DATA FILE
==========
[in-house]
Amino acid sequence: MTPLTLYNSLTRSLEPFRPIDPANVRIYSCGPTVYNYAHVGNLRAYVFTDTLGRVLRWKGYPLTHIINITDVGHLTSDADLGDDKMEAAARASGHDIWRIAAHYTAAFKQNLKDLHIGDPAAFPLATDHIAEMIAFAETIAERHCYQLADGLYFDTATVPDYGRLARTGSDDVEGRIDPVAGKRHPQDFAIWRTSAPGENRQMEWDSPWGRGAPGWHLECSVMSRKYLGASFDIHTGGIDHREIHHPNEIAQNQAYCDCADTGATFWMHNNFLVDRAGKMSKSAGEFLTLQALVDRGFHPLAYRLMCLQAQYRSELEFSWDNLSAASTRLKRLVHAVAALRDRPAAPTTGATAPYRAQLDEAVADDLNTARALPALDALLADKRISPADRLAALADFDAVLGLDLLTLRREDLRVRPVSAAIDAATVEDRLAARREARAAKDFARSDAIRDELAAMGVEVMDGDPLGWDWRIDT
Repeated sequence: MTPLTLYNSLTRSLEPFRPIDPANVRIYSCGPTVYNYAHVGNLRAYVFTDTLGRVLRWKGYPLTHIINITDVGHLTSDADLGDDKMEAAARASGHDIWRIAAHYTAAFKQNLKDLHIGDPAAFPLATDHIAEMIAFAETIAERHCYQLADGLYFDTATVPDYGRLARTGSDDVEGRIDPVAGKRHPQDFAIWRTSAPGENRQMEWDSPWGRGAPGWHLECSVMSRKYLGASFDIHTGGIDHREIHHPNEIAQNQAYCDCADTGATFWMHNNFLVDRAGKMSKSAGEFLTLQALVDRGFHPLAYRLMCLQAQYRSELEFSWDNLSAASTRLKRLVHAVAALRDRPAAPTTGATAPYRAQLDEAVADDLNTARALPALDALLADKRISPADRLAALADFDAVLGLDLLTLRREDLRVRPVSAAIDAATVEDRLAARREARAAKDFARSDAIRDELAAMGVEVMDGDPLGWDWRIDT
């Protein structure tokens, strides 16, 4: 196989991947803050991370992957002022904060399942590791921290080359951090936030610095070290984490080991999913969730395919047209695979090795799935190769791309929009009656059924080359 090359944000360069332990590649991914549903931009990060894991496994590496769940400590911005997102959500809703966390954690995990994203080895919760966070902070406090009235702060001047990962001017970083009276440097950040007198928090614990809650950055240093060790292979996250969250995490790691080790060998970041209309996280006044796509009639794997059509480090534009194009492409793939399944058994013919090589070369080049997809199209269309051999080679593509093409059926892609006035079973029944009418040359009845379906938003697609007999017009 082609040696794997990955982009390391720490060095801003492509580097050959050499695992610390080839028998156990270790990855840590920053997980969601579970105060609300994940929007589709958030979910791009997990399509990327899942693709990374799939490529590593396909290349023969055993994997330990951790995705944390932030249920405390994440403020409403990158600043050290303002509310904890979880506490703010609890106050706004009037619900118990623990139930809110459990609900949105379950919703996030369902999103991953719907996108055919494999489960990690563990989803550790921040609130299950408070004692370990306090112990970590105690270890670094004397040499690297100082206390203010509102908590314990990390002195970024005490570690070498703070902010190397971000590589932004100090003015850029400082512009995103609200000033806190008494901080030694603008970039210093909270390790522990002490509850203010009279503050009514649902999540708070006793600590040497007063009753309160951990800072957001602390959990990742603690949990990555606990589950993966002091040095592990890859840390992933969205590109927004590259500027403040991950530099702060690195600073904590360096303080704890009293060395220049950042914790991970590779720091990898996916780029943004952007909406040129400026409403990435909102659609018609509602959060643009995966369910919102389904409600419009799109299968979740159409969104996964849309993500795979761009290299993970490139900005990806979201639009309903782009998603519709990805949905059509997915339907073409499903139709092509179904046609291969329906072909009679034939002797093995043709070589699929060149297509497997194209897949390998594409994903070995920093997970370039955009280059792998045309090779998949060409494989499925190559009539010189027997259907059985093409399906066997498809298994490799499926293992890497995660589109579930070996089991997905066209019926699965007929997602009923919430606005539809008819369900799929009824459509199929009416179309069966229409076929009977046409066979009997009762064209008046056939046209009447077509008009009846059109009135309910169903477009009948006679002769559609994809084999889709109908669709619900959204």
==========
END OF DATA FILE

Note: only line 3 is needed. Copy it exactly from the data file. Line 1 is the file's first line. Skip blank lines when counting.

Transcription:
Repeated sequence: MTPLTLYNSLTRSLEPFRPIDPANVRIYSCGPTVYNYAHVGNLRAYVFTDTLGRVLRWKGYPLTHIINITDVGHLTSDADLGDDKMEAAARASGHDIWRIAAHYTAAFKQNLKDLHIGDPAAFPLATDHIAEMIAFAETIAERHCYQLADGLYFDTATVPDYGRLARTGSDDVEGRIDPVAGKRHPQDFAIWRTSAPGENRQMEWDSPWGRGAPGWHLECSVMSRKYLGASFDIHTGGIDHREIHHPNEIAQNQAYCDCADTGATFWMHNNFLVDRAGKMSKSAGEFLTLQALVDRGFHPLAYRLMCLQAQYRSELEFSWDNLSAASTRLKRLVHAVAALRDRPAAPTTGATAPYRAQLDEAVADDLNTARALPALDALLADKRISPADRLAALADFDAVLGLDLLTLRREDLRVRPVSAAIDAATVEDRLAARREARAAKDFARSDAIRDELAAMGVEVMDGDPLGWDWRIDT